Will Clapp is on the move. And so is Ethan Pocic.
LSU’s starting offensive line is coming into focus a week before the season opener against McNeese State. Clapp, a redshirt freshman, has moved from center to left guard, and Pocic, who began camp at left guard, has replaced him at center.
Highly ranked rookie Maea Teuhema, meanwhile, appears to be the sixth lineman as the Tigers head into the game against the Cowboys next Saturday.
What’s also clear: things could change again before game day. LSU offensive line coach Jeff Grimes and head coach Les Miles have been experimenting at the interior offensive line spots — left and right guard and center.
Teuhema, who began practicing with the starters recently in practice, has received time at left guard. Clapp started camp at center, now is at left guard and has also spent time at right guard, where Josh Boutte is expected to get the nod.
Clapp played left guard in the Tigers’ final scrimmage of the preseason Tuesday, and Pocic played center in the scrimmage, both players said.
“I just want to play football really. Center, guard … doesn’t really matter to me,” said Pocic, who saw time at both spots during his sophomore season last year.
Pocic is the more experienced of the two and Clapp, a possible reason for his shift to center, thought to be the quarterback of the offensive line.
“Center makes the points and identifies the fronts for the whole O-line,” Pocic said. “Being a center, whoever it is — me, Clapp, Andy (Dodd) — you’ve got to be prepared every week. Do everything in the film room and do extra on your own. You’ve got to be prepared for everything really.”
Teuhema, ranked as high as the No. 1 guard in the 2015 class, appears to be pushing Clapp at left guard. Clapp called the 6-foot-5, 325-pound Texan “extremely good” for a freshman. Clapp’s move away from center is no big deal, he said.
“They train me and Ethan to be able to play the interior three,” Clapp said. “We’re pretty interchangeable. There’s no difference in our technique. We’re a heavy zone technique team. Only difference is snapping the ball.”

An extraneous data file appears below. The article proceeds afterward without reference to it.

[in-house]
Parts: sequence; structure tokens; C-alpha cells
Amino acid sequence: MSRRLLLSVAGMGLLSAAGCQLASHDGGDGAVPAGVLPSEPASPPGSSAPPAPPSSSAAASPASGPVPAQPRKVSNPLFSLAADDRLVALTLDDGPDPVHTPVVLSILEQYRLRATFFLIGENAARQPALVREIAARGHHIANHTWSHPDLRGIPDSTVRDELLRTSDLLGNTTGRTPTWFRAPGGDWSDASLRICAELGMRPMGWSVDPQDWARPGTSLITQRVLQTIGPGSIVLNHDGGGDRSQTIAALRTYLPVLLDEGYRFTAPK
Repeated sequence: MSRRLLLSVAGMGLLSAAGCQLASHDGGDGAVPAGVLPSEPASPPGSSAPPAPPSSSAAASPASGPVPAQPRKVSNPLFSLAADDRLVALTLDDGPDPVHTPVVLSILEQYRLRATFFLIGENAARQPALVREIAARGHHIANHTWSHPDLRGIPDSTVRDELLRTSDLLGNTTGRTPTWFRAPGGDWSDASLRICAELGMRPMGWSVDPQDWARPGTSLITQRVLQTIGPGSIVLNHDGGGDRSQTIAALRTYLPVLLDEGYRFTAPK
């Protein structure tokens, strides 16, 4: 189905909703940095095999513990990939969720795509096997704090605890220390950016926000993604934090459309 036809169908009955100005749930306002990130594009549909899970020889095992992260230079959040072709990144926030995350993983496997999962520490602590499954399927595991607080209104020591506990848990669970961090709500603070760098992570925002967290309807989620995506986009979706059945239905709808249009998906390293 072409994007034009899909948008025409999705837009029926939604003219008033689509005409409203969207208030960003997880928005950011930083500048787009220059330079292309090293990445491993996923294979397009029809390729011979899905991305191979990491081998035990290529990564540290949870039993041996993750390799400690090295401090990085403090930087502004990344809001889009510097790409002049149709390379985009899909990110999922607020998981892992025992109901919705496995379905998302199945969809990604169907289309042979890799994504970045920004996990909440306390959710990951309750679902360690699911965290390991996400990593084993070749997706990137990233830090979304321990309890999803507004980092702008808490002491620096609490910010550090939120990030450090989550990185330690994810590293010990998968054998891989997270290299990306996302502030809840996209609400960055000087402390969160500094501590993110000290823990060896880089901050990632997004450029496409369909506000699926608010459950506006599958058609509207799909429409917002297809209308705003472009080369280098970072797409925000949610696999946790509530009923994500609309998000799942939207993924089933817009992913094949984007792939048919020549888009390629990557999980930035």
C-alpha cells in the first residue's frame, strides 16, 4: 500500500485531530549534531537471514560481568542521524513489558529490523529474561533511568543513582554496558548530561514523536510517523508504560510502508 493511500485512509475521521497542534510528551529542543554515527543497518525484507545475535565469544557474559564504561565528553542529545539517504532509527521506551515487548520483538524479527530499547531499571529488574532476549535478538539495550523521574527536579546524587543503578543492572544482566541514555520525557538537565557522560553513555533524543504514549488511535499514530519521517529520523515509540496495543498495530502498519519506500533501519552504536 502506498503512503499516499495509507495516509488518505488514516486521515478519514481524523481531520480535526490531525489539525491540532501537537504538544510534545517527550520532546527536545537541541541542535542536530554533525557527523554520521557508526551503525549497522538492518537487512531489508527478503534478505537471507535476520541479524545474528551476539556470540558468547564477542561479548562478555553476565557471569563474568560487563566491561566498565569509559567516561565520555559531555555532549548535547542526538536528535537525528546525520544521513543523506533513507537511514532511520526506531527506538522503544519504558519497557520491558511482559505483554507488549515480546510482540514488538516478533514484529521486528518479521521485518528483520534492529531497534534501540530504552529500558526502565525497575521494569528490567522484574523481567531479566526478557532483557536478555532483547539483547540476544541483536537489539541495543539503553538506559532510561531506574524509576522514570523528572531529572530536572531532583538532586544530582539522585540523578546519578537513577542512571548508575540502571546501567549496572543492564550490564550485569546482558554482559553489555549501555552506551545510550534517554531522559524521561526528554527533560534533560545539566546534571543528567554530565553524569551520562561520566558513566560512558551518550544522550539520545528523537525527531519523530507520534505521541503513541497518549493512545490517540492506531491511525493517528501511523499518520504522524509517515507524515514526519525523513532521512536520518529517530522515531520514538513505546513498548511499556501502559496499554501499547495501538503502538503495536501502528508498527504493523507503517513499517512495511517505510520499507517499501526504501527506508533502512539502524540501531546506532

Defensive staff tweaks
Kendell Beckwith said LSU’s defensive coaches have divided up the coaching responsibilities a bit differently this season when it comes to the linebackers.
Beckwith, who plays middle linebacker, said Bradley Dale Peveto has taken more of a direct role coaching the linebackers. This has freed up new defensive coordinator Kevin Steele to work with all three primary defensive groups, including defensive line and defensive backs.
Former defensive coordinator John Chavis worked almost exclusively with the linebackers. Steele has been observed in practices moving from position group to position group, but Beckwith said he spends about half his time in the linebackers’ meeting room.
“I like it,” Beckwith said. “It’s good to learn from coach Peveto and coach Steele.”
Peveto also continues to hold the dual role of special teams coordinator. Given that NCAA Football Bowl Subdivision (FBS) schools are limited to nine full-time on-field coaches, it is common for assistants to hold down multiple roles. Peveto, who began his second stint at LSU as an assistant coach in 2014, was merely listed as a defensive assistant last season.
Freshman offensive lineman Adrian Magee is out indefinitely with a foot injury, team spokesman Michael Bonnette confirmed. Magee, a four-star 2015 signee out of Franklinton, was spotted in a walking boot and using crutches earlier this week. He was not expected to play this season.
Receiver Trey Quinn’s status is unclear. He suffered what he called a head injury, but “not a concussion,” during LSU’s first preseason camp scrimmage. Fellow receiver Travin Dural said Quinn had returned to practice in a limited role donning a green noncontact jersey.
Follow Ross Dellenger on Twitter @DellengerAdv.